Thursday, February 28, 2008

1 in 100 U.S. Adults Behind Bars


This is just wrong.

In today's New York Times:
For the first time in the nation’s history, more than one in 100 American adults is behind bars, according to a new report. Nationwide, the prison population grew by 25,000 last year, bringing it to almost 1.6 million. Another 723,000 people are in local jails. The number of American adults is about 230 million, meaning that one in every 99.1 adults is behind bars.
How can the land of the free be #1 in citizens in prison globally?

China: #2. Russian #3.

USA: #1.

Hell, 5 states spend more on prisons every year than they do on higher education.

4 comments:

ashimmy said...

scott
it is disturbing isn't it. It seems we have totally moved from jails rehabing people into just punishment. Speaks volumes about where we are.

mikeo said...

Is it really necessary to use a blog that feeds to "Colorado Entrepreneurs and Technology" to rant about social injustice? Start a different blog if you're inclined, but I'd prefer this one stay focused.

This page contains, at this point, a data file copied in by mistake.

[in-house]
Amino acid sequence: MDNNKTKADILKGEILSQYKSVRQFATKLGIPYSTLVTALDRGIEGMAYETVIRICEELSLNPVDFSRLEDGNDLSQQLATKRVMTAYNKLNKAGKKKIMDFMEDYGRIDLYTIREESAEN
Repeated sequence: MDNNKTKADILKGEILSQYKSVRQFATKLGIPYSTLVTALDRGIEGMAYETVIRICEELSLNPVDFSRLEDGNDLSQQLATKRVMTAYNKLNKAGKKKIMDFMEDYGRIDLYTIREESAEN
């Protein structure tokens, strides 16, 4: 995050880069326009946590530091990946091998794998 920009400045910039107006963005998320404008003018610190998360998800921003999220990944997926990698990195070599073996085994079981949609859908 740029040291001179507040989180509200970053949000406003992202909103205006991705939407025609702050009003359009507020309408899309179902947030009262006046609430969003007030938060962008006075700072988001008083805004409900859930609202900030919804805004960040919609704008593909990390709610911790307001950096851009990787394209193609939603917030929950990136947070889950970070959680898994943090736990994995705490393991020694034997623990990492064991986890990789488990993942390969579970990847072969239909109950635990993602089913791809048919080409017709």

Scott Converse said...

Huh...
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Mikeo- it's unlikely I'm going to change my blogging content here, this is my personal blog. As it says on top: Musing From Scott. Pretty general stuff. It's not focused on just startups and tech. It's focused on musing from a guy who happens to do startups and tech.
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Sooo... the question then becomes: Should I ask Brad Feld, owner of the feed, to pull me off off the Colorado Entrepreneurs and Technology" feed?
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Happy to drop off that feed if posts like this on my personal blog (which is what this is) bother people.
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Let me know what you all think. Post here or email me at scott dot converse at gmail dot com.

NeedleDancer said...

This blows me away.... and disturbs me. I've held it as "unread" in my google reader queue so I can come back to it. I keep thinking I'll have a better response to write.

As a person struggling with the lack of funding in the local public school system, this is even more disturbing. I wonder ... if we went back to teaching all the things I took as part of the regular curriculum, would our prisons have fewer people in them?

Does reducing art and music and languages to things you touch for 6 weeks and abandon deprive the kids of a personal connection that would keep them from the path to prison? Or is it just the sense that no one cares anymore that sends them down that path?

Your so-called "off topic" musing has me musing along. A lot. (please don't stop musing on ALL the topics that interest you).